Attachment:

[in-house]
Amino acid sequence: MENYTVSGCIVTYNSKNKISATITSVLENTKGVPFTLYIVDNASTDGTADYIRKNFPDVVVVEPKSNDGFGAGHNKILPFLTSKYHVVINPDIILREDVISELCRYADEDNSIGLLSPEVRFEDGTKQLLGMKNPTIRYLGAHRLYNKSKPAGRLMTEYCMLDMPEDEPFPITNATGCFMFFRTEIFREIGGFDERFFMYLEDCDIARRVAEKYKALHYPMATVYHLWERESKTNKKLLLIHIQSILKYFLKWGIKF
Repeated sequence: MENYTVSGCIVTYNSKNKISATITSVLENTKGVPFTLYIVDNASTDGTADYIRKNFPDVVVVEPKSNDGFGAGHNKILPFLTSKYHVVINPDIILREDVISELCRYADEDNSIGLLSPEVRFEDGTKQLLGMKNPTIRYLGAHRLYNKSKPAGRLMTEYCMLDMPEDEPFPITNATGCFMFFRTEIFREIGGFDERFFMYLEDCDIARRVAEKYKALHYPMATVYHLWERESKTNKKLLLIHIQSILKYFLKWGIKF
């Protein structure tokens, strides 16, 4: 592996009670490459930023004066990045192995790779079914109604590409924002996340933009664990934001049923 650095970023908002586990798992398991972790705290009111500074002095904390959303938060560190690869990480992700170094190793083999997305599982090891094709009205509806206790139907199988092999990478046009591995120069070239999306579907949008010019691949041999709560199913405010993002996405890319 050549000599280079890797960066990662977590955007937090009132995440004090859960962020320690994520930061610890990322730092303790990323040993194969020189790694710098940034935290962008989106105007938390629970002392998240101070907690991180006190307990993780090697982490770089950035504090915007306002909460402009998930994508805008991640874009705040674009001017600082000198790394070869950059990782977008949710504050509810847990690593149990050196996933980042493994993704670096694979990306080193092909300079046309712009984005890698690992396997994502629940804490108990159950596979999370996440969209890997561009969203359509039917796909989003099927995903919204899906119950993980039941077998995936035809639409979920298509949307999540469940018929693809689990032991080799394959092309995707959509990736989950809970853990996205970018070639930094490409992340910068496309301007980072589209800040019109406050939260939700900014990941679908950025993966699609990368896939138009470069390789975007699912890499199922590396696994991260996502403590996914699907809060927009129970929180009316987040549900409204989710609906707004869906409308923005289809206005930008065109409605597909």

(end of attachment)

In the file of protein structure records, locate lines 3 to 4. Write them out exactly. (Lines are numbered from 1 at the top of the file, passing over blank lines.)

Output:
Repeated sequence: MENYTVSGCIVTYNSKNKISATITSVLENTKGVPFTLYIVDNASTDGTADYIRKNFPDVVVVEPKSNDGFGAGHNKILPFLTSKYHVVINPDIILREDVISELCRYADEDNSIGLLSPEVRFEDGTKQLLGMKNPTIRYLGAHRLYNKSKPAGRLMTEYCMLDMPEDEPFPITNATGCFMFFRTEIFREIGGFDERFFMYLEDCDIARRVAEKYKALHYPMATVYHLWERESKTNKKLLLIHIQSILKYFLKWGIKF
């Protein structure tokens, strides 16, 4: 592996009670490459930023004066990045192995790779079914109604590409924002996340933009664990934001049923 650095970023908002586990798992398991972790705290009111500074002095904390959303938060560190690869990480992700170094190793083999997305599982090891094709009205509806206790139907199988092999990478046009591995120069070239999306579907949008010019691949041999709560199913405010993002996405890319 050549000599280079890797960066990662977590955007937090009132995440004090859960962020320690994520930061610890990322730092303790990323040993194969020189790694710098940034935290962008989106105007938390629970002392998240101070907690991180006190307990993780090697982490770089950035504090915007306002909460402009998930994508805008991640874009705040674009001017600082000198790394070869950059990782977008949710504050509810847990690593149990050196996933980042493994993704670096694979990306080193092909300079046309712009984005890698690992396997994502629940804490108990159950596979999370996440969209890997561009969203359509039917796909989003099927995903919204899906119950993980039941077998995936035809639409979920298509949307999540469940018929693809689990032991080799394959092309995707959509990736989950809970853990996205970018070639930094490409992340910068496309301007980072589209800040019109406050939260939700900014990941679908950025993966699609990368896939138009470069390789975007699912890499199922590396696994991260996502403590996914699907809060927009129970929180009316987040549900409204989710609906707004869906409308923005289809206005930008065109409605597909």